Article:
Also known as natural stoneware clay, a high feldspar-content clay, owing its compactness to the uniformity of grain/particle size which thereby permit tightly compressed deposits. Compact clays are characterized by their coarse-grained, plastic, and elastic toughness in handling and long high-fire temperature range usually from 900ºC for a medium-low bisqueing to 1400ºC for a high-fire maturing and for their receptiveness to most any glaze type, even, and e
specially, salt-glazes. Compacts are essentially sedimentary and/or metamorphic feldspathic earths; and often as not may have a high sand-content together with abundant organic materials (as found naturally, or when mined without further refining). Compact clays are often referred to as stonewares because when fired to maturity they resemble granite stone, and because their stone-like durability lends well to use as -ware: cooking-ware, table-ware, decorative-ware, etc. Many, if not most, stonew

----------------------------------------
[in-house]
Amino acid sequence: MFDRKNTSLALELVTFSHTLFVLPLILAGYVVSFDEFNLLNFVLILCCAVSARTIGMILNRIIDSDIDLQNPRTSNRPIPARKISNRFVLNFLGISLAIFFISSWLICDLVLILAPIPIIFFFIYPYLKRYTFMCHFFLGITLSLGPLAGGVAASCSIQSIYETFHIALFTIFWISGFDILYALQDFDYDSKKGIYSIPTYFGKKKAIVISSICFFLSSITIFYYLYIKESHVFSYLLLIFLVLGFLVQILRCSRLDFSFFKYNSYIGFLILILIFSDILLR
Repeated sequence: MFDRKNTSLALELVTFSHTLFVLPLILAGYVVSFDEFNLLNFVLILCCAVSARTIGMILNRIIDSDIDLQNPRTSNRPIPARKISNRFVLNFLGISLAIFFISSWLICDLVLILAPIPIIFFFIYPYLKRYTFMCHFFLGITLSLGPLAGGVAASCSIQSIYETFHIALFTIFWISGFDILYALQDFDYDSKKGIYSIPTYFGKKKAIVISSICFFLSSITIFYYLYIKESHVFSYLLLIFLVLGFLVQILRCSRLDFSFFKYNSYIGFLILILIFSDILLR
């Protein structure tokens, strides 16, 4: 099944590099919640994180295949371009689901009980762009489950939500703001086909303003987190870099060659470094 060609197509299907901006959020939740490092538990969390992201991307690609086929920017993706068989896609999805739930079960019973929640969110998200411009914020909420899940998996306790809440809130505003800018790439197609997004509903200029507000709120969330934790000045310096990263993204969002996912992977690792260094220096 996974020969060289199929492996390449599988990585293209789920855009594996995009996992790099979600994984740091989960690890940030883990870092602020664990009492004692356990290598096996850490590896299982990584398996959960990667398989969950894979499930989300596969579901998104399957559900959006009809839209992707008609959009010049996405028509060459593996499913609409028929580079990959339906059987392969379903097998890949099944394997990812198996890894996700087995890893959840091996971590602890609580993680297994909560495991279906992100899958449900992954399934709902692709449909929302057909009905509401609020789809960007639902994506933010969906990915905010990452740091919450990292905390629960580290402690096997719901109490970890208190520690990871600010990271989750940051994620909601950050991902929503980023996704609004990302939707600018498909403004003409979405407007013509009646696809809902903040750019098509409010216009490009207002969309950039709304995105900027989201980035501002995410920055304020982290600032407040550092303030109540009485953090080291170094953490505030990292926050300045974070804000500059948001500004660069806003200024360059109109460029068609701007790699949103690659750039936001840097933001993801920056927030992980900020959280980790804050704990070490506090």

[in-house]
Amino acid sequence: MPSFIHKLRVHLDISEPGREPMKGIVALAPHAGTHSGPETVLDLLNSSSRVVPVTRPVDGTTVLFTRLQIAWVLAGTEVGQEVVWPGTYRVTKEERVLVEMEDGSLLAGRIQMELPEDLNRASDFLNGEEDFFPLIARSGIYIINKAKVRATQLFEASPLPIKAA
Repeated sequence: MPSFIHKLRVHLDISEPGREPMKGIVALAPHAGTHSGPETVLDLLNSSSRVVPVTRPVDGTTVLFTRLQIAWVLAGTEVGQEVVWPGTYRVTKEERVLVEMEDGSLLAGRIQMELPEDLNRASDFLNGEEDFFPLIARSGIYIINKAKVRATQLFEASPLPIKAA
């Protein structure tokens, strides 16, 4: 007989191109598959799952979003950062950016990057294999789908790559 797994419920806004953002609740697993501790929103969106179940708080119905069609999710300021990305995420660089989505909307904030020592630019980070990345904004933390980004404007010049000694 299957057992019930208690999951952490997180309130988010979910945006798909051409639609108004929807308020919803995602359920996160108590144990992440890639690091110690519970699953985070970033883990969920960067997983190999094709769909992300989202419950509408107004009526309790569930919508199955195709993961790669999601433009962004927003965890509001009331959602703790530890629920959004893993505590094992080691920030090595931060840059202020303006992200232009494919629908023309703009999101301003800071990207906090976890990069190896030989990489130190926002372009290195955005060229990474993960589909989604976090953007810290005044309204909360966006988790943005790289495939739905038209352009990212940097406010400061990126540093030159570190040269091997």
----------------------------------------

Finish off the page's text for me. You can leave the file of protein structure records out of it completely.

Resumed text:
are clays so labeled are in fact not natural compact clays but rather synthetic blends intended to resemble such in compactness, toughness and plasticity while offering greater varieties in fired colors and finished textures.
Earthenware blends traditional to Europe (before and during the onset of stoneware) were (and still are) normally mixtures of compact clays and red-brick clays, firing to 1100ºC which is, as well, a minimal stoneware temperature. see clay
typical compact clay analysis: Na2O 1.37, K2O 1.64, CaO 0.34, MgO 0.37, Al2O3 25.1, Fe2O3 3.75, SiO2 62.4, TiO2 0.98, MnO, FeO traces
typical stoneware batch for 1300ºC: compact clay 50, quartz 10, cal/ferrous clay 35-45
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